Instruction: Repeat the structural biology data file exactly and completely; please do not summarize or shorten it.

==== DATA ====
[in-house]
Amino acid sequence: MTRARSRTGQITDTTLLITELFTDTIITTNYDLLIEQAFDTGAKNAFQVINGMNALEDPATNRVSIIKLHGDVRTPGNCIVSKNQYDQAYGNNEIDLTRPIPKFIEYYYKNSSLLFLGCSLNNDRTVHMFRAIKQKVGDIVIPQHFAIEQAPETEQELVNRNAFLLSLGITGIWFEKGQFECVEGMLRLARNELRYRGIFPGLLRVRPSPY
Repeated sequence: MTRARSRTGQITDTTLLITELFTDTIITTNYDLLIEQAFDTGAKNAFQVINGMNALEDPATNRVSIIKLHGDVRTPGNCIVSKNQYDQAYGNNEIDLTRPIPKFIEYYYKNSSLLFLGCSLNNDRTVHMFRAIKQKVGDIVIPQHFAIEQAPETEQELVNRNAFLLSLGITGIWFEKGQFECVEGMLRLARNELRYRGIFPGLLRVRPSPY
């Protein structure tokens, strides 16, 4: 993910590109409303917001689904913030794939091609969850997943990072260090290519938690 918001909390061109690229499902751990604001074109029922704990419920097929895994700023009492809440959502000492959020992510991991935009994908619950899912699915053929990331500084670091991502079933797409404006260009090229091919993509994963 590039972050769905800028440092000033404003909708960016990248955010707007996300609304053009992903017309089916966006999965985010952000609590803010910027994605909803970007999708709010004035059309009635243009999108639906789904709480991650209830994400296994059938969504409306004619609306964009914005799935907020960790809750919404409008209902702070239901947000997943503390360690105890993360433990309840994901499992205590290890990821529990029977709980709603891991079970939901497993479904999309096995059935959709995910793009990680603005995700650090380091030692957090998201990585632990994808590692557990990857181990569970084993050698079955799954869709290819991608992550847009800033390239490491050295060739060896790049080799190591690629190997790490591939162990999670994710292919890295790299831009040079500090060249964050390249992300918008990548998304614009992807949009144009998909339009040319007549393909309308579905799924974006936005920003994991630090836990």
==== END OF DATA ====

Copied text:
[in-house]
Amino acid sequence: MTRARSRTGQITDTTLLITELFTDTIITTNYDLLIEQAFDTGAKNAFQVINGMNALEDPATNRVSIIKLHGDVRTPGNCIVSKNQYDQAYGNNEIDLTRPIPKFIEYYYKNSSLLFLGCSLNNDRTVHMFRAIKQKVGDIVIPQHFAIEQAPETEQELVNRNAFLLSLGITGIWFEKGQFECVEGMLRLARNELRYRGIFPGLLRVRPSPY
Repeated sequence: MTRARSRTGQITDTTLLITELFTDTIITTNYDLLIEQAFDTGAKNAFQVINGMNALEDPATNRVSIIKLHGDVRTPGNCIVSKNQYDQAYGNNEIDLTRPIPKFIEYYYKNSSLLFLGCSLNNDRTVHMFRAIKQKVGDIVIPQHFAIEQAPETEQELVNRNAFLLSLGITGIWFEKGQFECVEGMLRLARNELRYRGIFPGLLRVRPSPY
């Protein structure tokens, strides 16, 4: 993910590109409303917001689904913030794939091609969850997943990072260090290519938690 918001909390061109690229499902751990604001074109029922704990419920097929895994700023009492809440959502000492959020992510991991935009994908619950899912699915053929990331500084670091991502079933797409404006260009090229091919993509994963 590039972050769905800028440092000033404003909708960016990248955010707007996300609304053009992903017309089916966006999965985010952000609590803010910027994605909803970007999708709010004035059309009635243009999108639906789904709480991650209830994400296994059938969504409306004619609306964009914005799935907020960790809750919404409008209902702070239901947000997943503390360690105890993360433990309840994901499992205590290890990821529990029977709980709603891991079970939901497993479904999309096995059935959709995910793009990680603005995700650090380091030692957090998201990585632990994808590692557990990857181990569970084993050698079955799954869709290819991608992550847009800033390239490491050295060739060896790049080799190591690629190997790490591939162990999670994710292919890295790299831009040079500090060249964050390249992300918008990548998304614009992807949009144009998909339009040319007549393909309308579905799924974006936005920003994991630090836990």